intermittent
dialysis
the
systemic
number of anticoagulant proteins normally present in
anticoagulation that necessarily results from the use
blood plasma, whose collective function is modulation
of heparin only persists for not much longer than the
of the clotting process by inhibition of clotting factors of
duration of the treatment session (4-5 hours).
the intrinsic and extrinsic coagulation pathway.
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By contrast patients receiving continuous dialysis
anticoagulated
by
heparin
are
systemically
The anticoagulant action of tri-sodium
citrate
overcoagulated for extended periods (days or maybe
weeks). The attendant risk of bleeding that results
Tri-sodium citrate owes its anticoagulant property to the
from heparin anticoagulation is thus greater for those
capacity of citrate to bind (chelate) the ionized calcium
receiving continuous RRT, compared to those receiving
circulating in blood plasma. This ionized calcium is
intermittent RRT. This greater theoretical risk was one
a necessary co-factor for both platelet aggregation
of the principal obstacles that delayed adoption of
and plasma fibrin production by intrinsic and extrinsic
continuous RRT for the critically ill [6].
coagulation pathways [12].
Although unfractionated heparin provides a cheap,
Blood coagulation is prevented by reduction of plasma
reliable and generally safe means of anticoagulation for
ionized calcium concentration to < 0.33 mmol/L [13]
the vast majority of patients requiring RRT, there are two
(normal plasma ionized calcium concentration 1.15-
groups of patient for whom heparin anticoagulation is
1.30 mmol/L). This hypocalcemic state can be achieved
absolutely contra-indicated.
by raising plasma citrate concentration to around 4-5
mmol/L [14] (normal plasma citrate concentration ~ 0.1
The two groups are: those who are currently bleeding or
mmol/L [15]).
at particularly high risk of bleeding due to, for example,
an inherited or acquired coagulopathy or recent
Although there are differences in detail, all protocols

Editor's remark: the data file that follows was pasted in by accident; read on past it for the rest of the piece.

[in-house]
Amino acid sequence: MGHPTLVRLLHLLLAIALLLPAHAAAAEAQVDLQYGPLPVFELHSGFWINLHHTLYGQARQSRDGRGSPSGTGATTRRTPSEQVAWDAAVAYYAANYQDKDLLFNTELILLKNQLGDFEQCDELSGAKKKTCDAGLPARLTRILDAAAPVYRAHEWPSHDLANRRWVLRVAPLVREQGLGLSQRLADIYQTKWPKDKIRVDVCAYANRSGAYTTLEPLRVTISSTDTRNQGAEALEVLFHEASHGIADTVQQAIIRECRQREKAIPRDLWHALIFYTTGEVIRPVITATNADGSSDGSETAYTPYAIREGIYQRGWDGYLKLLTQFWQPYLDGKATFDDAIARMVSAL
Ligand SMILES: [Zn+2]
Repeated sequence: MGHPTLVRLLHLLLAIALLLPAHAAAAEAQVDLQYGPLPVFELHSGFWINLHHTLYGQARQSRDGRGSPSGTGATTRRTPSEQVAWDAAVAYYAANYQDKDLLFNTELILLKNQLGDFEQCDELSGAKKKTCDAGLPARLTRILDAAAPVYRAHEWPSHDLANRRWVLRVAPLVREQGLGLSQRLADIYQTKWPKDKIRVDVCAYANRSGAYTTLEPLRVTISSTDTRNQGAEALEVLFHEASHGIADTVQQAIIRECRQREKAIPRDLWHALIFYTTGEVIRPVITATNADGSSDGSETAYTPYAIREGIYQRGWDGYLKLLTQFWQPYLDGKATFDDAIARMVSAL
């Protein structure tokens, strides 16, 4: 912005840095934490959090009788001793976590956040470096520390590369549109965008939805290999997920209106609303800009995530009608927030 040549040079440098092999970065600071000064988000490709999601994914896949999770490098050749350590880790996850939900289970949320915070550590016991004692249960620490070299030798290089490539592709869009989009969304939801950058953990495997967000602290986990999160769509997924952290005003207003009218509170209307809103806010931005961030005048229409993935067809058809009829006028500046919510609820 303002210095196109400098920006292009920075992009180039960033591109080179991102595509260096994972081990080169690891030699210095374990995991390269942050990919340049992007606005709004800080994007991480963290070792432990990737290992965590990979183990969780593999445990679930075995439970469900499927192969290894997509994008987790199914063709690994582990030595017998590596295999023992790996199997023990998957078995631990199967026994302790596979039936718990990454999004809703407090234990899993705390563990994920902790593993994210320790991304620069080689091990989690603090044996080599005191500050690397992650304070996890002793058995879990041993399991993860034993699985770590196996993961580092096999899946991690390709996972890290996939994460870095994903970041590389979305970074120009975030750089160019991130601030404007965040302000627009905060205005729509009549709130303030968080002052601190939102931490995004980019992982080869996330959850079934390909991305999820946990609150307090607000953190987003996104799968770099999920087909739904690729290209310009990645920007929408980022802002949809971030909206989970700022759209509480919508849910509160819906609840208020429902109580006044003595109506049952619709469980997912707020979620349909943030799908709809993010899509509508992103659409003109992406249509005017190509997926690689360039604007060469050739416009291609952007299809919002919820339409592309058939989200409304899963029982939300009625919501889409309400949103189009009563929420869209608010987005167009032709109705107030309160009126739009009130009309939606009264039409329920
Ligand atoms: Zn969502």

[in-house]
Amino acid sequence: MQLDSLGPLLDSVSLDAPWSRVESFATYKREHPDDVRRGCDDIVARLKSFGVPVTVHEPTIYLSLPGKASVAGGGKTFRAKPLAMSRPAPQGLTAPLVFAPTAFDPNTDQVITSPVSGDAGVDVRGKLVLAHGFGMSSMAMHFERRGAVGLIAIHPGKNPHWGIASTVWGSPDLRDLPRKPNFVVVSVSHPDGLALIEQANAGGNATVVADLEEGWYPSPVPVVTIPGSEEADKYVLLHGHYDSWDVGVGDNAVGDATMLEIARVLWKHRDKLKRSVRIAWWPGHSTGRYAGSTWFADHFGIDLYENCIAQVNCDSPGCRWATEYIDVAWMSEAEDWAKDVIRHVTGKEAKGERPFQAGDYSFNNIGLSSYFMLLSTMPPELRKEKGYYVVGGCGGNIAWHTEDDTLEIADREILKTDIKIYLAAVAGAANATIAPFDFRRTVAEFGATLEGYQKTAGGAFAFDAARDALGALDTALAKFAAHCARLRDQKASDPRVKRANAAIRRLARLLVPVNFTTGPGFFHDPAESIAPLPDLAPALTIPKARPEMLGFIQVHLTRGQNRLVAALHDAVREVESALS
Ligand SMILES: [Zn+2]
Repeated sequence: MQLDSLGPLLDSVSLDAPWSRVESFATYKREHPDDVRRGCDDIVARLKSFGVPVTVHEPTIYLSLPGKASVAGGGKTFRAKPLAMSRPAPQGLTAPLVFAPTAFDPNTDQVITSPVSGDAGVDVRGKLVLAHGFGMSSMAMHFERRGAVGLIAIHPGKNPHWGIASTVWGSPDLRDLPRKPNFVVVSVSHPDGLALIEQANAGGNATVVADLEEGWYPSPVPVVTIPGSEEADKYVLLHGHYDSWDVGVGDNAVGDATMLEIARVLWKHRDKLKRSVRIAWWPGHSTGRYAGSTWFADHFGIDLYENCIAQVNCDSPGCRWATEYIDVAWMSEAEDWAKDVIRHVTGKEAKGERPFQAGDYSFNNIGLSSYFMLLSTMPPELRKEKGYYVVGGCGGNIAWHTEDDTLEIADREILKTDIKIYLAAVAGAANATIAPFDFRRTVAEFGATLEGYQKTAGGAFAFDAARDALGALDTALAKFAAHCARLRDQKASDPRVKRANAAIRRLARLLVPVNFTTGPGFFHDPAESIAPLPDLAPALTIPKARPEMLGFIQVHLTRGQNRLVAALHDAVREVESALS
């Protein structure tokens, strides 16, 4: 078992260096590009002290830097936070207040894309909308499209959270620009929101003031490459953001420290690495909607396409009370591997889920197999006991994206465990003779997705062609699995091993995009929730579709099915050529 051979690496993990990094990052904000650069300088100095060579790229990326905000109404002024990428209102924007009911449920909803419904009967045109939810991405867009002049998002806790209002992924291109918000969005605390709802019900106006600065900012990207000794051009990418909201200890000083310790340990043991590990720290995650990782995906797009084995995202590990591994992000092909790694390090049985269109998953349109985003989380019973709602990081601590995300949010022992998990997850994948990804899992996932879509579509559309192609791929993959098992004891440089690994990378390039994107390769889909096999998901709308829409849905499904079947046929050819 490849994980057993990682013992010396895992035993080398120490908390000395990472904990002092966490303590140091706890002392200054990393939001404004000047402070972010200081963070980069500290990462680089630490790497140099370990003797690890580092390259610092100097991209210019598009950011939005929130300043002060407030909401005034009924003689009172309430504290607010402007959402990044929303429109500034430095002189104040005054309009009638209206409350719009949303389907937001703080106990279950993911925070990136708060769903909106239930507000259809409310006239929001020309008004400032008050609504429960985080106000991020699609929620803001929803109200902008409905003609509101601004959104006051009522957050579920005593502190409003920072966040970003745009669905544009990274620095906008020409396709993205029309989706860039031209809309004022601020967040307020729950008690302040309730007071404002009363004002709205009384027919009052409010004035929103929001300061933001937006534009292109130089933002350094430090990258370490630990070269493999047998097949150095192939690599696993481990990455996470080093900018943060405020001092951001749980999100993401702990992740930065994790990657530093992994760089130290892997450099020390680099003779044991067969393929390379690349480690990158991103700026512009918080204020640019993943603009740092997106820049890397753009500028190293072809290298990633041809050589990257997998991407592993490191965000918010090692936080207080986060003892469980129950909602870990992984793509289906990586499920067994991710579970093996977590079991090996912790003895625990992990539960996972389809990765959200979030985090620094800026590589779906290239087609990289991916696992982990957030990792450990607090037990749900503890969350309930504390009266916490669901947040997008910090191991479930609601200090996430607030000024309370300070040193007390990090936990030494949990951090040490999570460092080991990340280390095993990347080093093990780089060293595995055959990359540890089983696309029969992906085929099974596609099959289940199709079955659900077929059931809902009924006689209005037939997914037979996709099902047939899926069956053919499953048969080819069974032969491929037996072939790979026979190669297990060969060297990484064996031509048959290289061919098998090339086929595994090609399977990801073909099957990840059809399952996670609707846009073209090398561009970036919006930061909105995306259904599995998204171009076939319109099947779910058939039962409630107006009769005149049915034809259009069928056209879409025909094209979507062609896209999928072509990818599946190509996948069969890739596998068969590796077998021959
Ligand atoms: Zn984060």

surgery; and those with a condition called heparin-
for tri-sodium citrate anticoagulation during RRT involve
induced thrombocytopenia (HIT) - type II. HIT-II is a
continuous infusion of a tri-sodium citrate solution to the
life-threatening adverse effect of heparin therapy that
prefilter line - either as a separate solution or combined
occurs in up to 5 % of patients given unfractionated
with predilution replacement fluid - the object being
heparin.
to maintain the prefilter blood citrate concentration
at a level (~ 4-5 mmol/L) that ensures plasma ionized
It is caused by production of an antibody directed
calcium concentration of blood flowing through the
at an antigenic component of the heparin-platelet
extracorporeal circuit is reduced to < 0.35 mmol/L.
4 complex present in the plasma of patients given
heparin. Antibody binding of the complex results in
The major advantage of citrate anticoagulation over
thrombogenic platelet activation and a greater than
conventional heparin anticoagulation is that it does
50 % reduction in the number of circulating platelets
not result in systemic anticoagulation. Blood is only
(severe thrombocytopenia) within a few days of heparin
anticoagulated for the duration of its passage through
administration [10, 12].
the extracorporeal circuit.
These patients must avoid all forms of heparin (both
This so-called “regional anticoagulation” is achieved
unfractionated
because most (50-60 %) of the tri-sodium citrate-
and
low-molecular-weight
heparin
(LMWH) preparations).
calcium chelate diffuses across the membrane and is
thereby removed from blood [14]. Any remaining tri-
Tri-sodium citrate provides one of several alternative
sodium citrate present in blood passing from the filter is
means of anticoagulation during RRT [9, 10] for patients
diluted in the systemic circulation and converted to citric
who for one reason or another cannot safely tolerate
acid by reaction with carbonic acid (with generation of
standard heparin anticoagulation.
bicarbonate).
Citric acid is then rapidly metabolized to carbon dioxide
and water by the Krebs cycle in the mitochondria of
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tissue cells (predominantly liver and skeletal muscle cells
For the anticoagulation protocol, an iso-osmotic solution
[16]). Half-life of citrate in plasma is just 5 minutes [17],
of tri-sodium citrate (102 mM) was infused at a rate of
far shorter than that of heparin.
5-10 mL/minute into the line directing blood from the